My last column was on Britain’s decision to leave the European Union — Brexit, as it has come to be known — and I make no apologies for returning to the subject because I believe India should understand the significance of the referendum. Brexit may not seem to be of particular importance to India. There are other European countries that will be only too happy to be India’s gateway to the EU. Britain will be even more eager to trade with India. There is no threat to Britons of Indian origin. At a meeting I had with the Indian Journalists’ Association in London, I was told that British Asians would vote for Brexit because they reckoned that if the Europeans were kept out, there would be more room for Indian immigrants, something which seems to me highly unlikely, judging by the anti-immigrant sentiments in the referendum. But Brexit does matter to India because it is the biggest threat to globalisation since that economic doctrine started sweeping the world, including India, two decades ago.
Brexit demonstrates the deep dissatisfaction with globalisation which exists in one of the world’s most prosperous countries. What is the reason for this dissatisfaction? Bank of America researchers have provided one answer, saying “Brexit is the biggest electoral riposte to our age of inequality”. It has been calculated by the renowned British think-tank Chatham House that the biggest winners from globalisation are the world’s wealthiest people, just 1% of the population. The biggest losers are the poor. In between them are the middle classes, which have done pretty well out of globalisation.
The results of globalisation are greater wealth to be set against greater inequality, greater economic growth to be set against environmental degradation, and cheaper products to be set against lower wages. These results are just what are not needed in India, which is still battling with a grave problem of poverty. This is not to say that India doesn’t need greater wealth and greater economic growth but Brexit raises the question of wealth for whom and growth for whom.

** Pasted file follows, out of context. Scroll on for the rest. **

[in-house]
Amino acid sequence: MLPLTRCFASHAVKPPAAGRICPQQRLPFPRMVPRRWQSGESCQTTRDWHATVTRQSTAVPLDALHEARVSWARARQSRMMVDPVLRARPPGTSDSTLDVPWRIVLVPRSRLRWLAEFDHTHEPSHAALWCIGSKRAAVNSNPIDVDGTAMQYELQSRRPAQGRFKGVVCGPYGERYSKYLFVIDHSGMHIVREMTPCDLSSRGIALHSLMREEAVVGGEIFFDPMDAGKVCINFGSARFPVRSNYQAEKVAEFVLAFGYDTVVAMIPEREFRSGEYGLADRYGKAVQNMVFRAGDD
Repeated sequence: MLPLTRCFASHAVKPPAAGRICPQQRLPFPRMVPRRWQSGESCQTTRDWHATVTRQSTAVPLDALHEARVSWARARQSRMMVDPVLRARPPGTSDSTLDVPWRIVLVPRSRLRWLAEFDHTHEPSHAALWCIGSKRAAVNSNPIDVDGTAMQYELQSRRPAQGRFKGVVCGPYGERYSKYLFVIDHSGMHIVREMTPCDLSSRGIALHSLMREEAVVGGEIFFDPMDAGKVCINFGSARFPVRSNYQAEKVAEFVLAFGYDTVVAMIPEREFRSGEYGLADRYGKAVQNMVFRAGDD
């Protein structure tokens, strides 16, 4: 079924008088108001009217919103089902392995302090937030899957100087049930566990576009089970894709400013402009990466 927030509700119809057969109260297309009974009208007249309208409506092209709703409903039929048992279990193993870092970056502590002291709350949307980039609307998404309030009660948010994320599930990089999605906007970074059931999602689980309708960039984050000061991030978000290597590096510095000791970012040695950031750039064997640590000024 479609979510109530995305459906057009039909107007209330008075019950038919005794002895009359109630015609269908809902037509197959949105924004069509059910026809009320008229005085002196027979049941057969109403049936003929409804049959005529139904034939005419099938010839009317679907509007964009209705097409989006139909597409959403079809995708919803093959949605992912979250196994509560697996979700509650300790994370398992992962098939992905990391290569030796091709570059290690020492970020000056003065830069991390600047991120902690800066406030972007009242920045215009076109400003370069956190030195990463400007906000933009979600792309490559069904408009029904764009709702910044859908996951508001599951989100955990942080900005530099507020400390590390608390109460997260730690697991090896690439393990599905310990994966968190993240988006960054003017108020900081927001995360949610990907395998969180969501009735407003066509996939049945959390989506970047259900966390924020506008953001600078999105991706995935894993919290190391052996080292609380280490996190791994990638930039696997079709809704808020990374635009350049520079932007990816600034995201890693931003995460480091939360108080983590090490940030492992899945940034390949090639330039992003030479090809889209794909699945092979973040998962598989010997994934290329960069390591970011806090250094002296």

The Brexiteers did not address these questions. One of the scandals of the referendum is that the Brexiteers had clearly given no thought to what would happen if they won. In fact there is widespread speculation that the Brexiteer politicians who were rebel Conservative MPs didn’t want to win. The shock on the face of the leading Conservative Brexiteer, former London mayor Boris Johnson, the day the results were known, his subsequent disappearance, and eventual withdrawal from the Conservative leadership contest indicate that at the very least he was thoroughly alarmed at the prospect of being responsible for cleaning up the mess his campaign had created.
Brexit also demonstrates the return of virulent nationalism. The nationalism became racism when the issue of immigration was raised. Immigration was generally reckoned to be the issue that swung the vote and after the results were announced there was a marked rise in incidents of racial hatred. Much has been written about the rise of nationalism in Europe and America. But there is a warning here too for India, where there is an attempt to whip up nationalism, which all too easily deteriorates into religious hatred.
The Brexit vote showed that neither of the two main political parties, Labour and Conservative, was in touch with its supporters. Both campaigned to stay in Europe and on both sides huge chunks of their supporters rejected the party line. In the north of England, a traditional Labour bastion, there was a wholesale revolt against the party line. The failure of the political leadership to influence the referendum seems to confirm the widely-held view that in Europe and America politicians have lost the respect of the people.
What is needed to end the age of inequality and curb the rise of virulent nationalism? Brexit for me shows that India needs to revive its ancient tradition of seeking balance in life, not going too far one way or the other. In the second half of the 20th century the world has swung from a socialism that gave governments too much control over the economy to a capitalism that has given capitalists too much freedom. The last thing India should do is to swing back to the straightjacket of the licence-permit raj and the protectionism that went with it. India should return to its traditional middle road, find a path between radical socialism and rampant capitalism and hold in balance the nationalism and globalisation tension.
The views expressed are personal